Outdoor Russian Enclosure Question

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jjsull33

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Hello, I am trying to make an outdoor enclosure for my 2 Russians so that they can spend the summer in a nice big outdoor area and I had a question.
I found a fencing roll that is 6ft tall and 8 ft long, if I were to cut it in 1/2 the long way so that I have 2 3ft x 8ft fences and then bury them in the ground 2ft so only 1ft is sticking out of the ground do you think this would be a good enough wall for 2 russians? Also how deep will they dig? should I put a piece of wood or something across the bottom so they can't dig out?

I am not quite sure on the size of the cage yet, I am still finding the places in my back yard that get the best sunlight.

And this is a link to the fencing I was talking about, It may not even be a real option but I want to make this enclosure as cheap as I can while maintaining a good quality.
http://www.homedepot.com/Lumber-Com...oreId=10051&superSkuId=202938943#.USKoNKU3sn0
 

ascott

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Russians are like the spiderman of the tortoise world...they can scale a fence several feet tall...so the trick is to cap the top of the fencing...either by letting it curve back over towards the enclosure or attach something that makes a ledge around the entire top perimeter---I don't think that they can get completely vertical and upside down (like a fly on a ceiling...lol)...

Also, they can dig down a foot or more...now this does not mean that this is what they will do, but they certainly can...
 

Team Gomberg

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The walls on my outdoor Russian enclosure are 12 inch high. Then there is a 4 inch lip along the top. As long has you also use a lip, that height is fine.


I've read a tip that you can line the perimeter of the enclosure (on the Russians side of the fence) with pavers or pathway stones to prevent them digging under the fence. Haven't tried it personally but i plan to.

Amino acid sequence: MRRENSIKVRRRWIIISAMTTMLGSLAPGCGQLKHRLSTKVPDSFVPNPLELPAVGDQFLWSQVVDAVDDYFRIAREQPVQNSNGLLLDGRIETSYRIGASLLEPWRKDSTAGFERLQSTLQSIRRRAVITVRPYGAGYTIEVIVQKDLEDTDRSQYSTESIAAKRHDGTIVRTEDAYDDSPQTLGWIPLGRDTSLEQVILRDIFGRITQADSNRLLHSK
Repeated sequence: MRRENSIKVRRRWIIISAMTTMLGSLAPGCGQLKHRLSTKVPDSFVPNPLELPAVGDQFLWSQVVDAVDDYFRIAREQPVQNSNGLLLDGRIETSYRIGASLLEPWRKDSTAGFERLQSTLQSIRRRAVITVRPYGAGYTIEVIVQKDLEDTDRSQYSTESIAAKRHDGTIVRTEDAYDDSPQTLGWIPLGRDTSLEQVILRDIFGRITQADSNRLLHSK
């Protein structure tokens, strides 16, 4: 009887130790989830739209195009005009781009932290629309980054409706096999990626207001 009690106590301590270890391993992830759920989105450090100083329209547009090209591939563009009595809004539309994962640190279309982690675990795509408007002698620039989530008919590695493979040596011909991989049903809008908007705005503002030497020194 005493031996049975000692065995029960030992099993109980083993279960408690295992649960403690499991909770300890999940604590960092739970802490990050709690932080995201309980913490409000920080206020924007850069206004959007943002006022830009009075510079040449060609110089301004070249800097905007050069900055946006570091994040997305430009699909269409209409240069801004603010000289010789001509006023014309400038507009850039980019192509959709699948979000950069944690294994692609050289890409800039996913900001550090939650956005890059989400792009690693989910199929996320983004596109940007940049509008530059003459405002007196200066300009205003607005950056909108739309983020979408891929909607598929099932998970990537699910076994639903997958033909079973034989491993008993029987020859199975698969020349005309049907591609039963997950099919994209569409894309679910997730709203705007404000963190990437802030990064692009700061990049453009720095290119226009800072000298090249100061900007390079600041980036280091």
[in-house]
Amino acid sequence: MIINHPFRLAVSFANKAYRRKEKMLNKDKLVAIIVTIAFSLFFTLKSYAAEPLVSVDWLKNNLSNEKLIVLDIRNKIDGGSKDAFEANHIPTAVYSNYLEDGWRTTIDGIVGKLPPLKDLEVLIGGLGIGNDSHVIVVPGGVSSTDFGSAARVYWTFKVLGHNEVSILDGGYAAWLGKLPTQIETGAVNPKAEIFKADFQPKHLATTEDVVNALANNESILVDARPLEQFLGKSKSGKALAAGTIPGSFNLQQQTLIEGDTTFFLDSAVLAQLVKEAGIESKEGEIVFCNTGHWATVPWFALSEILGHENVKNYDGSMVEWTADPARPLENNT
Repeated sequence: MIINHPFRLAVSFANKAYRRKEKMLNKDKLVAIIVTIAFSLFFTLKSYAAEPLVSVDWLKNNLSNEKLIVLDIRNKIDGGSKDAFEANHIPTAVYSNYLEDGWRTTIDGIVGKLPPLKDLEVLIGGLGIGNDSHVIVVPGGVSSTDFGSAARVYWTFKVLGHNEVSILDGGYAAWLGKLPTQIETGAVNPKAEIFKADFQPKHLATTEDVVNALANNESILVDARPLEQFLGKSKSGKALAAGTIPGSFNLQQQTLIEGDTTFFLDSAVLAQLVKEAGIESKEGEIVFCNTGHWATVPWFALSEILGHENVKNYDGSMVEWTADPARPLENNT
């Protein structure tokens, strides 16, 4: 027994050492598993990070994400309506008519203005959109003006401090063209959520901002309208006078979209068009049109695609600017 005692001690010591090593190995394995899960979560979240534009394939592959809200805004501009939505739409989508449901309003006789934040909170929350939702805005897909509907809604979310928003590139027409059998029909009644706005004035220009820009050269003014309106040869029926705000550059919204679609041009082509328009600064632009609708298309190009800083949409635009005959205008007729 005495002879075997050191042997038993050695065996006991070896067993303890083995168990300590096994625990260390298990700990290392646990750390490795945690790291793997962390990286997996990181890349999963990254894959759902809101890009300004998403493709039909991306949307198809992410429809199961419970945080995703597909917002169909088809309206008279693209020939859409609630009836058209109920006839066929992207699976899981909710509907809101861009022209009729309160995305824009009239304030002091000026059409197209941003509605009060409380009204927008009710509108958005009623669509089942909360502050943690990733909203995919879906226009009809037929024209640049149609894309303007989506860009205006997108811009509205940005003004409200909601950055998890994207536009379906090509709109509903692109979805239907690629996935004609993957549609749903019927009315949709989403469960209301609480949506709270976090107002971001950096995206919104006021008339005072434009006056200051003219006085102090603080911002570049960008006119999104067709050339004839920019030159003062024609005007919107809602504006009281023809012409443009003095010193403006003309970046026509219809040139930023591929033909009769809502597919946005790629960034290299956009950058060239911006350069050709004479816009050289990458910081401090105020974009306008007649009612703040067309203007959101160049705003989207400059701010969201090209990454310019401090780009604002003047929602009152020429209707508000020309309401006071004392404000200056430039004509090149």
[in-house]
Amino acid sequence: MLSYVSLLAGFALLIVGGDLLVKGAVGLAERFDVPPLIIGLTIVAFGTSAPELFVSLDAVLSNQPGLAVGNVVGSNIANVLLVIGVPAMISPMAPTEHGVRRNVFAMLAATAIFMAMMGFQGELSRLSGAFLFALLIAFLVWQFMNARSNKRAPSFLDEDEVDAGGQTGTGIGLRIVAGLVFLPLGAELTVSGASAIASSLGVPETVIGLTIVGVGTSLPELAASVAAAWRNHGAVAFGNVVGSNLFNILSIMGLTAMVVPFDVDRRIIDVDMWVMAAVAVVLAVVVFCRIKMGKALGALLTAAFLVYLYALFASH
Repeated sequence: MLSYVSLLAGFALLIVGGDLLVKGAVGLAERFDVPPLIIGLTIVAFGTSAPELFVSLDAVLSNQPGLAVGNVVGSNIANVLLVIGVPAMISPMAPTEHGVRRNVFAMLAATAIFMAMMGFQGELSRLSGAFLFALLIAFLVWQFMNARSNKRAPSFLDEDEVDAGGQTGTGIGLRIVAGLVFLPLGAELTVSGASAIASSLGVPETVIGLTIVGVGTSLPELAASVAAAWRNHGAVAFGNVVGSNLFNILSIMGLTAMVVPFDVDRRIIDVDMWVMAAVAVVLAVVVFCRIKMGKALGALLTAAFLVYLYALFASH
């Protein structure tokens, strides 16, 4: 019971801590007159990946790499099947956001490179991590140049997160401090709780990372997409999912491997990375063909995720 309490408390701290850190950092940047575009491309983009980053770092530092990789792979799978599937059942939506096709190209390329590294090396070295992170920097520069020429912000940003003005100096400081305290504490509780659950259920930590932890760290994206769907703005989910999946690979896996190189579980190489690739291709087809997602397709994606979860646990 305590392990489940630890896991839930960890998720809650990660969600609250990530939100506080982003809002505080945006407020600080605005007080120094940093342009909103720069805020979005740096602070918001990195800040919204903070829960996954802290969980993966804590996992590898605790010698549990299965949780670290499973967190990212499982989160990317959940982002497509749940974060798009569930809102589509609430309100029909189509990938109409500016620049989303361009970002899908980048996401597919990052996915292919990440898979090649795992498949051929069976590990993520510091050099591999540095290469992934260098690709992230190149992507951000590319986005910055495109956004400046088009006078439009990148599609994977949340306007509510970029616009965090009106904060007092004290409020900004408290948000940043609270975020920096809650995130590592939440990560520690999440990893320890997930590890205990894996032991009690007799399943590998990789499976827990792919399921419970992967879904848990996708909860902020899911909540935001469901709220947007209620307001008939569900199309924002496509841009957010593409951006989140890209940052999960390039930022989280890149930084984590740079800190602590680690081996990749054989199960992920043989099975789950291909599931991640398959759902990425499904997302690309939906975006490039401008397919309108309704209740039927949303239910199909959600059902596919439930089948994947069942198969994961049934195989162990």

MikeCow1

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Is this like chain link fencing? IMO, with Russians if they can see through a fence they'll spend most of their time trying to get out. Better off with solid fencing. And, like has been said, they are excellent climbers
 

jjsull33

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MikeCow1 said:
Is this like chain link fencing? IMO, with Russians if they can see through a fence they'll spend most of their time trying to get out. Better off with solid fencing. And, like has been said, they are excellent climbers

It is not chain link, it is more bamboo rods strapped together tightly, so you can see between it but no more than a few millimeters between each rod.
 

lynnedit

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I would be concerned that the underground portion would deteriorate buried in soil? And Heather is right, you do want to cap the edge to prevent them shimmying out (yes, they are amazing), not sure how you would do it with that.

There are a couple of ways to prevent them from digging out.
The pavers (8"x16") in a row along the inside edge have worked well for me (Yvonne's idea).
One another side I pounded rebar down 12", every 4". That was tedious.
Others dig a trench and bury garden fencing and back fill with gravel to hold it in place, then cover with soil and build the enclosure on top of it.
Or, you build a 'raised bed, ~2 feet high. Put plastic garden fencing on the bottom and back fill with soil up 12" or so.

Generally if you go down about 12" with a barrier, that should be OK. Then 12-18" above ground with edging, and a cap or add a lid.
 

jjsull33

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lynnedit said:
I would be concerned that the underground portion would deteriorate buried in soil? And Heather is right, you do want to cap the edge to prevent them shimmying out (yes, they are amazing), not sure how you would do it with that.

There are a couple of ways to prevent them from digging out.
The pavers (8"x16") in a row along the inside edge have worked well for me (Yvonne's idea).
One another side I pounded rebar down 12", every 4". That was tedious.
Others dig a trench and bury garden fencing and back fill with gravel to hold it in place, then cover with soil and build the enclosure on top of it.